Justification of Red List Category
The species is thought to have declined by 95% between 1970 and 2014. This equates to a decline by 51.5.% over three generations (10.5 years). Consequently, the species is listed as Endangered.
The population is estimated at 45,000 mature individuals (Rosenberg et al. 2016), equating to 67,500 individuals in total.
Between 1970 and 2014, the species is suspected to have declined by 95% (Rosenberg et al. 2016). This equates to an annual decline of 6.6%, or a decline of 51.1% over 3 generations (10.5 years).
The species is endemic to a small range in the Rocky Mountains from southern Wyoming to Colorado and north-central New Mexico (U.S.A.). While breeding in mountainous areas above the treeline, the species migrates downhill and sometimes southward during the non-breeding season, depending on weather conditions (Johnson et al. 2000).
The species occurs in mountainous areas above the treeline (3,350-4,330 m), where it occupies tundra, snowfields, glacier edges, rocky areas, cliffs and slopes. During the non-breeding season, it migrates downhill to broad, grassy valleys. There, it occupies a variety of habitats, including meadows, alpine slopes around the snowline, but also in disturbed areas along roadsides, fields, parkland, around cattle troughs or even at edges of cities (Clement 2018). Depending on availability, it feeds mainly on seeds, insects and spiders (Johnson et al. 2000).
The remoteness and inaccessibility of the breeding grounds make it unlikely that human disturbance will pose a threat to the species. However, its climate sensitivity, manifested in altitudinal movements in relation to weather conditions, make it extremely vulnerable to climate change impacts (Conrad 2015), including the spread of montane forest to higher elevations, which could eventually lead to the disappearance of the species’s favoured tundra habitat (Rosenberg et al. 2016).
Conservation Actions Underway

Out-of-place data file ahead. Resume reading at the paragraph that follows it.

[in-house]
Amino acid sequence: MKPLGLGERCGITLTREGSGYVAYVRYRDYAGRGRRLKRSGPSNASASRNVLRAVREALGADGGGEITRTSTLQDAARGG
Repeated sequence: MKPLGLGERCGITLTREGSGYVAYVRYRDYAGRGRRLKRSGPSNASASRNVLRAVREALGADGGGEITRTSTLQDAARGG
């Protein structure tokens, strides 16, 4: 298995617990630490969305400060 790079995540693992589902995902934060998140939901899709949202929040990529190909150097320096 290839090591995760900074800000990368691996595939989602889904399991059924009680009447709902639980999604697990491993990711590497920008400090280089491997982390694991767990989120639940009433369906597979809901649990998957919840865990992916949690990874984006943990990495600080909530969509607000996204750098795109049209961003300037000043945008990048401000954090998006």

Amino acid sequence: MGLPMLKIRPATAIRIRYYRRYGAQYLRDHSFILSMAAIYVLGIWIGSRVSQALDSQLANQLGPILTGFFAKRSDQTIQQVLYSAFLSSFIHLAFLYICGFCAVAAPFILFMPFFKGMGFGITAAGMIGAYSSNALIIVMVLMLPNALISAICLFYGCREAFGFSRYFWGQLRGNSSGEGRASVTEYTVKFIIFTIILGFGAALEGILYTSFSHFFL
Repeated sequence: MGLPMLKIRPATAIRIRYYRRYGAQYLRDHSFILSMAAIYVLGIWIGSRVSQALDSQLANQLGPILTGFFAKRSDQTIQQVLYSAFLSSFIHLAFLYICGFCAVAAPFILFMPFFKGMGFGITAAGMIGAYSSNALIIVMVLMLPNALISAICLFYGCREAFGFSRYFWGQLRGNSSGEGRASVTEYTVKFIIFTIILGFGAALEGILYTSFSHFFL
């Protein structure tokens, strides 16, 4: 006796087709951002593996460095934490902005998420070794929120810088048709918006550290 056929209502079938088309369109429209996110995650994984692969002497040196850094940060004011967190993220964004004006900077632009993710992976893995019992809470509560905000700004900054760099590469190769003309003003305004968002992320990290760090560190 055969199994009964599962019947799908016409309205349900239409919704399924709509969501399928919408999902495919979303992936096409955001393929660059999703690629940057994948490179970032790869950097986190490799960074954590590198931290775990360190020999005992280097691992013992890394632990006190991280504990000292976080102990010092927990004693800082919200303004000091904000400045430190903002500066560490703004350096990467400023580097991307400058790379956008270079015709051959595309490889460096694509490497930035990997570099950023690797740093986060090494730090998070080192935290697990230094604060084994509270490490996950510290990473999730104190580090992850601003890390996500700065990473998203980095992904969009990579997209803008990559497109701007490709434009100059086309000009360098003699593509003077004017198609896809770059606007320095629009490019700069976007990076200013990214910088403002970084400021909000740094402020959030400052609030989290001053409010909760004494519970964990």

The species is protected under the Migratory Bird Protection Act. It occurs in several protected areas, both during breeding season and non-breeding season.
Conservation Actions Proposed
Investigate the impact of climate change on population size, trends and distribution range.
c.15 cm. Medium-sized, stocky finch. Male with black crown; cinnamon-brown on breast, neck and lower face; brown with black streaks on the back; underparts, tail-coverts and bend of wing with dark red; medium-sized seed-eating bill. Female resembles male, but much lighter. Similar spp Sometimes confused with Gray-crowned Rosy-Finch (Leucosticte tephrocotis), but the latter usually darker brown, with less red on underparts; different calls. Voice Song a long series of tuneless chew notes, sometimes with other call notes (peee... peent... weu...); call similar to other rosy-finches; often heard during flight, with low and descending chew; loud chirp during flight, when perched or as alarm or mobbing call.
Text account compilers
Hermes, C., Ekstrom, J., Butchart, S., Westrip, J.
BirdLife International (2019) Species factsheet: Leucosticte australis. Downloaded from http://www.birdlife.org on 13/11/2019. Recommended citation for factsheets for more than one species: BirdLife International (2019) IUCN Red List for birds. Downloaded from http://www.birdlife.org on 13/11/2019.